Illinois State Sen. Heather Steans discusses the gay-marriage bill she hopes to bring to a floor vote this month.
The U.S. Supreme Court is set to tackle gay marriage in a matter of months, but legislative action this week in Rhode Island and Illinois shows that supporters aren't in wait-and-see mode.
Buoyed by ballot victories in four states in November, they're now on the offensive in two more; wins would mean that more than 20 percent of Americans live in places that have approved same-sex marriage.
Opponents are pushing back hard to make sure that doesn’t happen, even as they express confidence that the nation’s high court will rule in their favor when it weighs in on the Defense of Marriage Act and California’s Proposition 8.
“Everyone is looking at the Supreme Court. What happens then defines a lot of more about what happens next in the fight,” said Brian Brown, president of the National Organization for Marriage.”
“We’re gonna win that and then there’s going to be a state-by-state fight, and our record on that is amazing.”
The scope of any Supreme Court decision is far from clear. They could rule that every American is entitled to the right to same-sex marriage or they could allow states to keep bans on gay marriage or they could do something in between.
In the meantime, gay-marriage advocates are pressing the issue at the state level. In addition to Rhode Island and Illinois, lawmakers in Delaware, Hawaii, Minnesota, New Jersey and Rhode Island reportedly could consider the issue later this year.
“There’s always risk when you go to the Supreme Court. You never want to put all your eggs in one basket,” said Janson Wu, staff attorney at Gay & Lesbian Advocates & Defenders.
Wu has been busy in Rhode Island, where bills to allow gay and lesbian couples to wed were introduced in both chambers of the legislature and where the speaker of the House has promised a floor vote this month.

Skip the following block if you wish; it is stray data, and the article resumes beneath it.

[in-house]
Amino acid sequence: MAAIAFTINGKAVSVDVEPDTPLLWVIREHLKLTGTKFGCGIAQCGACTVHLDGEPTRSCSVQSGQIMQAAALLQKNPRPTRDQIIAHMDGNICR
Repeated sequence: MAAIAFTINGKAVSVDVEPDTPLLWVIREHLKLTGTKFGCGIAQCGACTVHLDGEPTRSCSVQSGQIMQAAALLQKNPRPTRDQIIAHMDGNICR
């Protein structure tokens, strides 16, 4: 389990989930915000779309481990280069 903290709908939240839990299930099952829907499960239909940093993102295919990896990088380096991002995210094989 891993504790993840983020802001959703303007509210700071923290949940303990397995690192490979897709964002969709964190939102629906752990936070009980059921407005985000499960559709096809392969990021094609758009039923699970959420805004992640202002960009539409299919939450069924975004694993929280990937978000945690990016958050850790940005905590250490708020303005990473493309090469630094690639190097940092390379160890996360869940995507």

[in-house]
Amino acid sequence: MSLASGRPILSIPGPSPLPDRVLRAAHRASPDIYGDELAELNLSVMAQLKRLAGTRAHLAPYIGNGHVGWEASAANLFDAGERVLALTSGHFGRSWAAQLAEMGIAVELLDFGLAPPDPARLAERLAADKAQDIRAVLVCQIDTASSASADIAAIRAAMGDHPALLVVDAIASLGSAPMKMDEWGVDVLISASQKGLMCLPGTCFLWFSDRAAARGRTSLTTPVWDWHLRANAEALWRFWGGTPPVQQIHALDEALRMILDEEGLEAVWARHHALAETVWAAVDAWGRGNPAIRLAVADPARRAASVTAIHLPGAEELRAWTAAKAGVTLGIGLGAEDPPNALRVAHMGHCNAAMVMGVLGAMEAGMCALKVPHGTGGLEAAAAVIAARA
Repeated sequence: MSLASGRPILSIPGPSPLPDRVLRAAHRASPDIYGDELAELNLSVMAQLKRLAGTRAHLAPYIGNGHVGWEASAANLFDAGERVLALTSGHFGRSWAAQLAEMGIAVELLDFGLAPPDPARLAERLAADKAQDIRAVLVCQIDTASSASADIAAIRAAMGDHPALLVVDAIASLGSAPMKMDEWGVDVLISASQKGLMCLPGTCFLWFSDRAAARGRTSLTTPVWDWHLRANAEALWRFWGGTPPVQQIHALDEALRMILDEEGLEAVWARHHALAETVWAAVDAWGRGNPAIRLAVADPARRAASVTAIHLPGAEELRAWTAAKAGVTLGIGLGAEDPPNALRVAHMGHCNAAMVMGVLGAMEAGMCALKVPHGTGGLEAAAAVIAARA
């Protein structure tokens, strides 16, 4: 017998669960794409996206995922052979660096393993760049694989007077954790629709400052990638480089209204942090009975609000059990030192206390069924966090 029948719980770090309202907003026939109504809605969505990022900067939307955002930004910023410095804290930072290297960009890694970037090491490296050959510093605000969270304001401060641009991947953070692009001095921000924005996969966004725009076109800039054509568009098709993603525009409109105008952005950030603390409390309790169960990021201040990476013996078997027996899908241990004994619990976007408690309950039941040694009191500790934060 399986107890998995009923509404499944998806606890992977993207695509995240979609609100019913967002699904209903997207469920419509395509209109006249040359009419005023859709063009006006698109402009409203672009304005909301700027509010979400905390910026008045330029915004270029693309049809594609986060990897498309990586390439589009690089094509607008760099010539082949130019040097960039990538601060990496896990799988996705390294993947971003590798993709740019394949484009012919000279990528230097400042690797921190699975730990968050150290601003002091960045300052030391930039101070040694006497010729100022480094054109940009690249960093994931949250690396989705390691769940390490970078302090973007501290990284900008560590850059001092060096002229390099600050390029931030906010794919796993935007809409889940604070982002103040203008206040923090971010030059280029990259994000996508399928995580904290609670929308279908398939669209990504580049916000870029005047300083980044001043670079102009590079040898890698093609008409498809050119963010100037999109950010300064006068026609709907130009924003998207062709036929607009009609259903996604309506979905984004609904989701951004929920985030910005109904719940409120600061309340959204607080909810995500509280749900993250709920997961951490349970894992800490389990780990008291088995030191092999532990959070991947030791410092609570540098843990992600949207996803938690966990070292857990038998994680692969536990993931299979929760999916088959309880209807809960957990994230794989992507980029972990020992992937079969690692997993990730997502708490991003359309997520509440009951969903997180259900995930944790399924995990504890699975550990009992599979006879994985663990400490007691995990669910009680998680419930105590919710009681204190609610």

Both sides agree the measure is likely to pass the House. Wu says he’s “cautiously optimistic” of a win in the Senate, followed by the governor’s signature, while Brown says, “I think we’re going to stop the bill.”
In Illinois, a Senate Committee voted 8-5 late Thursday for a gay-marriage bill, but then delayed a full-floor vote. There may not be action on it for weeks.
Jim Young / Reuters
Mercedes Santos, right, hugs her partner of 21 years, Theresa Volpe, after a vote on a bill to approve gay marriage in a committee hearing at the Illinois State Capital.
Sen. Heather Steans, the sponsor, told the Associated Press that it’s a matter of “when, not if” the measure will pass, with Democrats controlling the Senate 40-19.
“This is never going to be an easy one, but it’s only going to get easier,” Steans said, citing growing acceptance of marriage equality among lawmakers and constituents across the state.
Brown scoffed. “If she had the votes, there would have been a floor vote,” he said. “They called off the session. This is a major victory for supporters of traditional marriage.”
Still, his group isn’t taking any chances.
It vowed to form a state political action committee and spend $250,000 to defeat Republican lawmakers who vote for gay marriage in Illinois, crowing that it helped defeat four GOP state senators who supported the bill that passed in New York.
Nine states, accounting for 15.8 percent of the U.S. population, according to the Human Rights Campaign, have approved gay marriage. A total of 38 states have either a state law or constitutional amendment banning same-sex marriage.
States still up for grabs include New Jersey, where the Legislature approved same-sex marriage and Republican Gov. Chris Christie vetoed it, and where a lawsuit that would force recognition of gay marriage is still pending.
Before the debate in the Garden State is resolved, the Supreme Court will probably have ruled on the two cases it agreed last month to take up. It will hear a challenge to the federal law known as DOMA, which denies federal benefits to same-sex couples, and the challenge to Proposition 8, the voter initiative that banned gay marriage and was overturned by state courts.
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